All companies face and manage a variety of risks every day. Some risks are extremely important and others not so much. So how do you know which ones are which? Having a good enterprise or business risk management program helps to identify, measure and prioritize the organization’s risks. This is best done using a defined methodology and with the oversight of senior management and the Board of Directors. Additionally, a good ERM program promotes a common understanding within the organization of the company’s risks and their potential consequences.
The Difference between Risk Management and Enterprise Risk
It is important to distinguish between risk management or loss prevention and enterprise risk management (ERM). Risk management tends to be focused on known loss exposure areas (e.g., currency, commodity, fire, explosion, business interruption). Whereas, enterprise risk expands the province of risk management to define risk as “the possibility that events will occur and affect the achievement of the company’s strategy and business objectives”.
The Enterprise Risk Management Framework
The primary drivers for much of the public discussion around enterprise risk management over the years, are the many corporate scandals and failures that have caused losses to unsuspecting stakeholders (e.g., employees, management, lenders, shareholders, suppliers, customers). Many questions have arisen as to why boards of directors are not properly informed about the company’s risks and how they are being managed and reported. Proper identification and reporting can assist in making informed decisions about exposures. Some boards have heard or read about their company’s failure from the news, while not appreciating the severity or timing of the risks that caused the failure. Neither the SEC nor the stock exchanges currently require a company to have a formal ERM program.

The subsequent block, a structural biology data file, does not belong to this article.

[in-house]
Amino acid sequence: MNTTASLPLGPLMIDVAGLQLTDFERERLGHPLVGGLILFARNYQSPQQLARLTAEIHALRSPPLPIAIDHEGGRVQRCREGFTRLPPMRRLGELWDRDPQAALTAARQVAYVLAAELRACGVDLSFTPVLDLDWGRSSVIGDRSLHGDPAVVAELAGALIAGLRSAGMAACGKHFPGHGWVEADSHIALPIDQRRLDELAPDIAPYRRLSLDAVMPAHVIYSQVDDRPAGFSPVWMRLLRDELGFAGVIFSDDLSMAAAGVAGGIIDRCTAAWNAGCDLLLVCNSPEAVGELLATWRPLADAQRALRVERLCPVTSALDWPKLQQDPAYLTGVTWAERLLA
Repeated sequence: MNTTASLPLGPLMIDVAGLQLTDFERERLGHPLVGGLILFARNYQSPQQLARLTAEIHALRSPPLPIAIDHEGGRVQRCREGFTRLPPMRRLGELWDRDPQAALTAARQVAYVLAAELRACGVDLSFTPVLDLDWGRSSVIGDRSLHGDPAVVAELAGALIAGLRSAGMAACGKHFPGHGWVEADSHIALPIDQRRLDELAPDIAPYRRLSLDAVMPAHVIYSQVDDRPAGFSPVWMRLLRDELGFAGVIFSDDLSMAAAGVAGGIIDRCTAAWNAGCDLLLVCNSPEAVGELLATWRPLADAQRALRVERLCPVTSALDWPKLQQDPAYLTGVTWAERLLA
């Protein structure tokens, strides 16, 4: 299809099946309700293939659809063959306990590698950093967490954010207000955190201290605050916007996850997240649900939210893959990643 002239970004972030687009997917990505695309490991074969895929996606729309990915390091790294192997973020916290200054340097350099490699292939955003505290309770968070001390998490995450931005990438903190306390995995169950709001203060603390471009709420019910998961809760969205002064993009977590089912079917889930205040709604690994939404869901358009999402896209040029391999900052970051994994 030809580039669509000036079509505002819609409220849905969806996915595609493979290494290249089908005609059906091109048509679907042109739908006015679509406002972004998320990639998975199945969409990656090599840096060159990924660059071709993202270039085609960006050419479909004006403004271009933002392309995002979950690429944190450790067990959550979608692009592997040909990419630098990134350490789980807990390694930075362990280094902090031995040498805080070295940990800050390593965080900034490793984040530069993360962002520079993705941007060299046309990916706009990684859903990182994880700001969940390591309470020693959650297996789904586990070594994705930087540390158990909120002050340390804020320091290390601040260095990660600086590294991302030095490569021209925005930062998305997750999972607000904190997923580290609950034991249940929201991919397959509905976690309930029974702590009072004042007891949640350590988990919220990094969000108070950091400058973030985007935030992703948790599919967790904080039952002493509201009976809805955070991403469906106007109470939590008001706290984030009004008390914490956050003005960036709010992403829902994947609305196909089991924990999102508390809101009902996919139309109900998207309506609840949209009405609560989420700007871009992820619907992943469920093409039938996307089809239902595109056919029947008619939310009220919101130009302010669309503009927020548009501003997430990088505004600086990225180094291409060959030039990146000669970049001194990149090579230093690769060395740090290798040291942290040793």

In response to the many corporate scandals and failures, the Committee of Sponsoring Organizations (COSO) of the Treadway Commission entered the picture realizing that there wasn’t a common reference point for companies to refer to in establishing and maintaining a good ERM program. In 2004, COSO issued their initial ERM Framework, Enterprise Risk Management – Integrated Framework to the public. Since then, the complexity of risk has changed and new risks have emerged; therefore on September 6, 2017 COSO released a new document, Enterprise Risk Management – Integrating with Strategy and Performance. The new document builds on its predecessor and is designed to help organizations create, preserve and realize value while improving their approach to managing risk. The new document is forward looking and integrates risk with business strategy. It requires the involvement of senior management and the board in the risk evaluation and consideration process.
Why Every Company Needs an ERM Program
Without a formal and ongoing ERM program, management cannot be sure that all the important risks and opportunities of the company have been identified, inventoried, assessed, reported and managed to the company’s desired risk appetite or tolerance. The company may want to accept certain risk and limit exposure to others. It is best when risk is understood and aligned with strategy and performance.
A few questions your ERM program should be able to answer are:
- What are your company’s risks?
- Which ones are important?
- How are the risks being managed and by whom?
- Have the risks been evaluated for severity and are resources allocated to properly protect the company and its ongoing operation?
- Are risks sufficiently mitigated?
- Are senior management and the Board of Directors properly informed and involved in monitoring the company’s risks and risk program?
It is expected that a good ERM program will increase stakeholder confidence as well as the possibility of increasing the company’s overall value and longevity through improved decision making. A good ERM system looks ahead to future events. It helps provide critical information in decision making, and it helps anticipate and manage negative events. For these reasons, a formal ERM program should be an essential part of every company’s strategic management process.
Bill Dawson, CPA is a Principal and the service line leader for AC Lordi’s Risk & Compliance practice. He has a diverse background in accounting and reporting, tax, audit and business consulting with public and privately held domestic and multinational corporations. He served as VP of Internal Audit, and later as the VP of Corporate Income Tax for a $2+ billion specialty apparel retailer. He also has 18+ years of Big 4 experience with PricewaterhouseCoopers, including as an Audit Partner managing a portfolio of public and privately held consumer product, chemical manufacturing, aerospace and retail clients. Bill can be reached at firstname.lastname@example.org or 610-738-0100.